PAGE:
Court documents show he took bets on sports games – college and pro basketball, college and pro football, baseball, professional hockey, stock car racing and golf tournaments. The documents say bets typically ranged from $30 to thousands of dollars, but two gamblers in particular wagered more than $4 million through Mardigan.

Federal prosecutors said Mardigan funneled his transactions through the bank account for Avenue Auto Sales, his used-car dealership on Forest Avenue. They said he also laundered money by using gambling profits to buy commercial and residential real estate. Court documents put the combined value of the 19 properties – ranging from a lot on Forest Avenue to waterfront homes in Cape Elizabeth – at $13 million. He also was convicted of failing to report his gambling income on his federal tax returns.

Under his plea agreement, Mardigan will pay back taxes of more than $1.3 million, which has grown to more than $3 million with fees and interest. He forfeited nearly $700,000 and most of his real estate holdings.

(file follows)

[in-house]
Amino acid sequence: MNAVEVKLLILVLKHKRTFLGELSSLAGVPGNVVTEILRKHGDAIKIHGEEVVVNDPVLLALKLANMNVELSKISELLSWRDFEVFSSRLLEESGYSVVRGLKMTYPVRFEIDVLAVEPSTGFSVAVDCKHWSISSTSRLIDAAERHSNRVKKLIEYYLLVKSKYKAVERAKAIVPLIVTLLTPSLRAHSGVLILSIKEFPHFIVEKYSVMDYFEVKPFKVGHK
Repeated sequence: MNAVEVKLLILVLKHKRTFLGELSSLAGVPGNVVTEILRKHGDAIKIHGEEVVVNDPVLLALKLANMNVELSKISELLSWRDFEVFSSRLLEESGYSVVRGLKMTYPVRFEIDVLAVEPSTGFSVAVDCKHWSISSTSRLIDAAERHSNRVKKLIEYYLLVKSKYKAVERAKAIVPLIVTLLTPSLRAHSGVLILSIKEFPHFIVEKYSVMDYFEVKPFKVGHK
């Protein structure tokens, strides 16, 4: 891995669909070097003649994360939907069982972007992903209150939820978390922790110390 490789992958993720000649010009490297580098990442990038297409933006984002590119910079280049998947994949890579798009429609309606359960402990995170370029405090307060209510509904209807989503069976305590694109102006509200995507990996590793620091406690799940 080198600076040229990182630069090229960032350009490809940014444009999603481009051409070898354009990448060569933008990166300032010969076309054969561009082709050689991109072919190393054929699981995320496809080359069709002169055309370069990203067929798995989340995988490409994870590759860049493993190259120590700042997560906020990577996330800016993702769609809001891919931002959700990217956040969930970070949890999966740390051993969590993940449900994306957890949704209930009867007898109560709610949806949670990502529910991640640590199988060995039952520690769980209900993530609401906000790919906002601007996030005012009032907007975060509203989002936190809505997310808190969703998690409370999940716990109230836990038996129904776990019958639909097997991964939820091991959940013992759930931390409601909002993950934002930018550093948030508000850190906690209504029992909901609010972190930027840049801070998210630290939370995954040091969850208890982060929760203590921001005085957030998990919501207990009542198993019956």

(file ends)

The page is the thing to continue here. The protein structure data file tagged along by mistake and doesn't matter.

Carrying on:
The maximum possible sentence for the three crimes was 28 years, which included 20 years for the most serious crime of money laundering. The judge said Tuesday that federal guidelines and mitigating factors dictated a sentence between 21 and 27 months.


Assistant U.S. Attorney David Joyce argued that prison time was appropriate in part because of the length of time that Mardigan organized the illegal betting – 14 years. The judge questioned the prosecutor on the difference between Mardigan and Flynn. Joyce answered that Flynn was older and in poor health, and evidence showed that he was second to Mardigan in the operation.

“Anything less than 21 months, I would suggest, is insufficient to deter this kind of conduct, to reflect the seriousness of the offense, to reflect the ongoing, continuous nature of the offense,” Joyce said.

Federal authorities have said they believe Mardigan ran the state’s largest illegal gambling operation. But the defense team, attorneys Bruce Merrill and J.P. DeGrinney, argued that its size and scope have been exaggerated, saying the dollar figures used by the government have not accounted for Mardigan’s own losses. Merrill also said Tuesday that most of Mardigan’s bettors were business people who could afford their wagers, and that gambling is a commonplace part of American society.